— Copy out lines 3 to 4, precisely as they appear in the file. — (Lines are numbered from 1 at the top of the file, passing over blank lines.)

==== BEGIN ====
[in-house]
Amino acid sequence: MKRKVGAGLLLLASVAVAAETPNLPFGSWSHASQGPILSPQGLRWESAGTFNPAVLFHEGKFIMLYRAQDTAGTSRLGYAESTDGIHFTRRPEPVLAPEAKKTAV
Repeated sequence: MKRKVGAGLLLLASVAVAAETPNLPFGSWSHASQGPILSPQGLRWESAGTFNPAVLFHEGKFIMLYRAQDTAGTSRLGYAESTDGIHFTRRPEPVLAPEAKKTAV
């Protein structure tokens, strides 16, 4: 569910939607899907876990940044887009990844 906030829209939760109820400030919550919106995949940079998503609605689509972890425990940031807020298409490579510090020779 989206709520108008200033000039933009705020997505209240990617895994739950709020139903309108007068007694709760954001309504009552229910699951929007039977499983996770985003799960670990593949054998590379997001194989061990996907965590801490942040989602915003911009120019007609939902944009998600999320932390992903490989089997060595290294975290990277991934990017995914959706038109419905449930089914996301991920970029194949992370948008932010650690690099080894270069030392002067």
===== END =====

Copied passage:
Repeated sequence: MKRKVGAGLLLLASVAVAAETPNLPFGSWSHASQGPILSPQGLRWESAGTFNPAVLFHEGKFIMLYRAQDTAGTSRLGYAESTDGIHFTRRPEPVLAPEAKKTAV
């Protein structure tokens, strides 16, 4: 569910939607899907876990940044887009990844 906030829209939760109820400030919550919106995949940079998503609605689509972890425990940031807020298409490579510090020779 989206709520108008200033000039933009705020997505209240990617895994739950709020139903309108007068007694709760954001309504009552229910699951929007039977499983996770985003799960670990593949054998590379997001194989061990996907965590801490942040989602915003911009120019007609939902944009998600999320932390992903490989089997060595290294975290990277991934990017995914959706038109419905449930089914996301991920970029194949992370948008932010650690690099080894270069030392002067």